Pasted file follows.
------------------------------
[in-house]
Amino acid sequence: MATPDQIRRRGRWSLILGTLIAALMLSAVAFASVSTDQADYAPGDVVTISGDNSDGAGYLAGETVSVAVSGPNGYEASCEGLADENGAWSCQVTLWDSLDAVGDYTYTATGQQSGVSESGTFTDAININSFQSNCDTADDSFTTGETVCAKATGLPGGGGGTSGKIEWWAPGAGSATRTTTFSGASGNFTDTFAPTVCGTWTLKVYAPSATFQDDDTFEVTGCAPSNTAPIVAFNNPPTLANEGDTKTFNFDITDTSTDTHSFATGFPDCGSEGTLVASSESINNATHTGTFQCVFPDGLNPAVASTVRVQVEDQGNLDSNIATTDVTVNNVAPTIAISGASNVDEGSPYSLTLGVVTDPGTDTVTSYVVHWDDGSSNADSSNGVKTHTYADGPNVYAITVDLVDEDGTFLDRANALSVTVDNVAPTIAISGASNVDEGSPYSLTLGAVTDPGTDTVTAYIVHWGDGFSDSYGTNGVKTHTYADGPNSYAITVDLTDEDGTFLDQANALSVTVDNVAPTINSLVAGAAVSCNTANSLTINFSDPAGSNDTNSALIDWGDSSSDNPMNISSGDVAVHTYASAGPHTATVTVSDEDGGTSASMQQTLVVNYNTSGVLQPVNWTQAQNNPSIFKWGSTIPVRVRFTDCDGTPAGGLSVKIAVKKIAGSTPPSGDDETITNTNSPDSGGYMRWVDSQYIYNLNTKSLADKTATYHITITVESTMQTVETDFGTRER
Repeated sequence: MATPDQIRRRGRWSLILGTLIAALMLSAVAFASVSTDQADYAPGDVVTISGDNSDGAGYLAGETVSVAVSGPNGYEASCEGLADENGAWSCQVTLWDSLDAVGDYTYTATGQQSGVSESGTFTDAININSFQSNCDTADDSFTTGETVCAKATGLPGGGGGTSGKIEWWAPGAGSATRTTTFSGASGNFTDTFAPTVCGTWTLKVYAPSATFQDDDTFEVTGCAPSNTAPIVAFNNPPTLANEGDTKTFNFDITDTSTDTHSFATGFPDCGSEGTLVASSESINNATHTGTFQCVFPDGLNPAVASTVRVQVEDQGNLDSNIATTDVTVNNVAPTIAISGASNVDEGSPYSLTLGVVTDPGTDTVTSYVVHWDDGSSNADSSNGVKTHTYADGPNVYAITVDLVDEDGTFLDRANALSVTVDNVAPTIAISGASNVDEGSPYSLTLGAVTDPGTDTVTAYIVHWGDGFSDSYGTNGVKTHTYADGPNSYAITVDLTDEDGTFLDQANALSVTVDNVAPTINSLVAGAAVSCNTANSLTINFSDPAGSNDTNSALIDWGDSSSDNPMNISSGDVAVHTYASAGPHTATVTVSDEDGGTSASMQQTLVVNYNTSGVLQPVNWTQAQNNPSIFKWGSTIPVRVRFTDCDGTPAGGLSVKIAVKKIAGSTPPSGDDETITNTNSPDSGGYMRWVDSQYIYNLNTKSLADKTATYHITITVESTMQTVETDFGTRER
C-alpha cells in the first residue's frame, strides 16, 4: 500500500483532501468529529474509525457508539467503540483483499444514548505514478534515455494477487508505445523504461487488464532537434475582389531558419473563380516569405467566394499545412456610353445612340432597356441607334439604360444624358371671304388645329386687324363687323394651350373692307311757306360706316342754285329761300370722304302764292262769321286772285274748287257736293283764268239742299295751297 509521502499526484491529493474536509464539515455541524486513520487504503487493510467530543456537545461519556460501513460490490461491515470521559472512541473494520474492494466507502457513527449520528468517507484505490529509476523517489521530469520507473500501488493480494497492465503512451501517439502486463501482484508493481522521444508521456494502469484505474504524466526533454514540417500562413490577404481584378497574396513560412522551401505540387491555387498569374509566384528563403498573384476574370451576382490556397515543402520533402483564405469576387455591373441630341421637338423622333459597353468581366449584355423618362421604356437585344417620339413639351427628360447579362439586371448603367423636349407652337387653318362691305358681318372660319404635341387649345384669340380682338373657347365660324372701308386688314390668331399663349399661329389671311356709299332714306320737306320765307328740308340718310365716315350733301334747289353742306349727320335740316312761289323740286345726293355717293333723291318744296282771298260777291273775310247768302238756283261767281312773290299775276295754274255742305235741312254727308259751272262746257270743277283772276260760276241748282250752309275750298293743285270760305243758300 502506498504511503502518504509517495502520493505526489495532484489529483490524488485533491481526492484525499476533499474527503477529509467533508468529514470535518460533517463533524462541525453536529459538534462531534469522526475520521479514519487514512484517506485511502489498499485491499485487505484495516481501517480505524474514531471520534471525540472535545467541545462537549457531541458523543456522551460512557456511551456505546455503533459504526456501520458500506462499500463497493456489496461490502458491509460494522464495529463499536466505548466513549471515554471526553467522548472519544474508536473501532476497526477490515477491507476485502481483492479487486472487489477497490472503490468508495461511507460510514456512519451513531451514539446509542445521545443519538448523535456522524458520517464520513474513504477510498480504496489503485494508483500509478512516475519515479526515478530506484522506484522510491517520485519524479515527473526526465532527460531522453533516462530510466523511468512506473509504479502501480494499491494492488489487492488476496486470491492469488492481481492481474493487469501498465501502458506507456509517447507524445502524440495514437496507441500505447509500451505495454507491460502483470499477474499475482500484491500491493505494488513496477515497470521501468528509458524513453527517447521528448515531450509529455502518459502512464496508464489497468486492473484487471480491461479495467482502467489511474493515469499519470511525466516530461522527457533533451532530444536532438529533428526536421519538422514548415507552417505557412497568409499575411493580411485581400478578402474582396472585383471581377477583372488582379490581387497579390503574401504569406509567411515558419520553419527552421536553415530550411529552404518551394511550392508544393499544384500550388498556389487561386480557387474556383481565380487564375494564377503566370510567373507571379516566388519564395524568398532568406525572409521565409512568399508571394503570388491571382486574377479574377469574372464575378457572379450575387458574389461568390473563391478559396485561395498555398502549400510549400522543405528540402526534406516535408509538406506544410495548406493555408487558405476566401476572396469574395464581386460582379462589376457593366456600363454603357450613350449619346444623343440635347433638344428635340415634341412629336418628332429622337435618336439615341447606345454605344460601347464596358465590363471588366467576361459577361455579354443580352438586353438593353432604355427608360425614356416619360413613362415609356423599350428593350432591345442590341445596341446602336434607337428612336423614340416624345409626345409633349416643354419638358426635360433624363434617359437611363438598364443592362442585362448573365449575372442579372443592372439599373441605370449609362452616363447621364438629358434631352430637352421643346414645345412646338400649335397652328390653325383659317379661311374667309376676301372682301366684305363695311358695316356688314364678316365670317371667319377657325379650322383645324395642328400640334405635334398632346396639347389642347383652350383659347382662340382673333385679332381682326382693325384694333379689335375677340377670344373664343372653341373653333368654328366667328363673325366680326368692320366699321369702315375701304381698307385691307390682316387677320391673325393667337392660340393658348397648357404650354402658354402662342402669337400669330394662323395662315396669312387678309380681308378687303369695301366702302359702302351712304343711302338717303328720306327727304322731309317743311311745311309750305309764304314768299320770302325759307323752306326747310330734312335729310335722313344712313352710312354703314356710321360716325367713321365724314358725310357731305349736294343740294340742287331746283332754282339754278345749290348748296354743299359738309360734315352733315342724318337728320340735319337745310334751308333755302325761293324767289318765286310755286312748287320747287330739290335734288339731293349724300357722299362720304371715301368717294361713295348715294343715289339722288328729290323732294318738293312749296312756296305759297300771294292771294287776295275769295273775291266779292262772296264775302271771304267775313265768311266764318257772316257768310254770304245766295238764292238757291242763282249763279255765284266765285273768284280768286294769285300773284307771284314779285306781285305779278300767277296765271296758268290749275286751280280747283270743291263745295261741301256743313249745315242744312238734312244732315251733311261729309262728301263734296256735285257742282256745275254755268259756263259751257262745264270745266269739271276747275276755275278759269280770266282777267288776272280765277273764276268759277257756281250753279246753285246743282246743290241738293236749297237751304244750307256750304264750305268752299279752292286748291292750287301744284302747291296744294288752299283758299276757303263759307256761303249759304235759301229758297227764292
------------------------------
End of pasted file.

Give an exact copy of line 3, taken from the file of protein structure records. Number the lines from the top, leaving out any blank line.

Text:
Repeated sequence: MATPDQIRRRGRWSLILGTLIAALMLSAVAFASVSTDQADYAPGDVVTISGDNSDGAGYLAGETVSVAVSGPNGYEASCEGLADENGAWSCQVTLWDSLDAVGDYTYTATGQQSGVSESGTFTDAININSFQSNCDTADDSFTTGETVCAKATGLPGGGGGTSGKIEWWAPGAGSATRTTTFSGASGNFTDTFAPTVCGTWTLKVYAPSATFQDDDTFEVTGCAPSNTAPIVAFNNPPTLANEGDTKTFNFDITDTSTDTHSFATGFPDCGSEGTLVASSESINNATHTGTFQCVFPDGLNPAVASTVRVQVEDQGNLDSNIATTDVTVNNVAPTIAISGASNVDEGSPYSLTLGVVTDPGTDTVTSYVVHWDDGSSNADSSNGVKTHTYADGPNVYAITVDLVDEDGTFLDRANALSVTVDNVAPTIAISGASNVDEGSPYSLTLGAVTDPGTDTVTAYIVHWGDGFSDSYGTNGVKTHTYADGPNSYAITVDLTDEDGTFLDQANALSVTVDNVAPTINSLVAGAAVSCNTANSLTINFSDPAGSNDTNSALIDWGDSSSDNPMNISSGDVAVHTYASAGPHTATVTVSDEDGGTSASMQQTLVVNYNTSGVLQPVNWTQAQNNPSIFKWGSTIPVRVRFTDCDGTPAGGLSVKIAVKKIAGSTPPSGDDETITNTNSPDSGGYMRWVDSQYIYNLNTKSLADKTATYHITITVESTMQTVETDFGTRER